Several of Sir Jimmy Savile's alleged victims are considering taking legal action against the Department of Health (DoH) and the BBC, a lawyer has told ITV News.
Liz Dux, who is acting for the alleged victims said such action could be taken on the grounds of "vicarious liability".
Earlier the DoH announced it is to investigate how the late broadcaster was appointed to lead a "taskforce" at Broadmoor, one of the hospitals where the celebrity allegedly abused patients.
Sir Jimmy was appointed to the position while Ken Clarke was Health Secretary in 1988.
ITV News' Damon Green reports:
Mr Clarke, currently a Cabinet minister without portfolio, said:
A spokeswoman for Mr Clarke said that as he only became Health Secretary in July 1988, Sir Jimmy's appointment to the role at Broadmoor may have been instigated by someone else.
In a statement, the DoH said:
The DoH is the latest organisation to become embroiled in a scandal since ITV1's "Exposure" screened a documentary in which five women alleged they had been abused by Sir Jimmy.
Scotland Yard said it had revised its estimate of the number of likely victims to be about 60.
So far 12 allegations of sexual offences have been officially recorded but this number is increasing, police said.
Metropolitan Police detectives are in contact with 14 other forces as the number of allegations against the former DJ continues to rise.
The BBC was also sucked into the scandal after it emerged that "Newsnight" abandoned an investigation into Savile and the organisation come under fire with allegations that staff were aware of the "Jim'll Fix It" presenter's behaviour and failed to take action.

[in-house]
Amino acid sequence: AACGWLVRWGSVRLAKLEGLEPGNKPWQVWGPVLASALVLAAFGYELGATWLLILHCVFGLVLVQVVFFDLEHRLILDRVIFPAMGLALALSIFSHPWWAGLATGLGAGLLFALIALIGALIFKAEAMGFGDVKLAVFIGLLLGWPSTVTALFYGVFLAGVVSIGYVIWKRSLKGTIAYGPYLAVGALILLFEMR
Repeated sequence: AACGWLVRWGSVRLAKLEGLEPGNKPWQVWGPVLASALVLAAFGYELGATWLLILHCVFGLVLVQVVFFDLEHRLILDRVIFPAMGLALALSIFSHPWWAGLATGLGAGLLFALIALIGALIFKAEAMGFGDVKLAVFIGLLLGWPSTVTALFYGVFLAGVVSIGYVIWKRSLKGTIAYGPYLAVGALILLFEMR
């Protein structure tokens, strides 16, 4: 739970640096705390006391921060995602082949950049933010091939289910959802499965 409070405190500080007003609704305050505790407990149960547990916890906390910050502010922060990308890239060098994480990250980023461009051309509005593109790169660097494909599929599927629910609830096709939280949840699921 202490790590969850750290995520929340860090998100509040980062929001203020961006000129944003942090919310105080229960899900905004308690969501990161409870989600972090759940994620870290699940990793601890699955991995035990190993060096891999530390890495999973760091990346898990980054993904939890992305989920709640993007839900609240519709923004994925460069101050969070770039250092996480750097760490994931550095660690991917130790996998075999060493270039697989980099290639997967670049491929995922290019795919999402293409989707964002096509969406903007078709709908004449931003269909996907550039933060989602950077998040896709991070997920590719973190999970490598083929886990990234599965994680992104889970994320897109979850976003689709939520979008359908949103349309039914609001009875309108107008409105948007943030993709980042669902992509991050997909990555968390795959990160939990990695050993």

The ITV documentary on Sir Jimmy also included allegations that he targeted young hospital patients at Stoke Mandeville in Buckinghamshire and Leeds General Infirmary.
ITV News speaks to braodcaster Esther Rantzen about the Savile abuse claims:
Childline founder Esther Rantzen was dragged into the controversy today when The Sun newspaper claimed she had been told of rumours about the abuse 18 years ago by campaigner Shy Keenan.
But the veteran broadcaster said she could not recall a conversation with Ms Keenan and that, while she heard rumours about Sir Jimmy's behaviour, she never heard or saw any evidence, and would have acted upon it if she had.
Ms Rantzen said:
Last night, BBC director-general George Entwistle offered a "profound and heartfelt apology" to the alleged victims of Sir Jimmy as he announced that two inquiries would be launched.
One will look into whether there were any failings over the handling of an abandoned "Newsnight" investigation.
A second independent inquiry will look into the "culture and practices of the BBC during the years Jimmy Savile worked here", Mr Entwistle said.
Speaking at a press conference at New Broadcasting House in central London yesterday, Mr Entwistle said: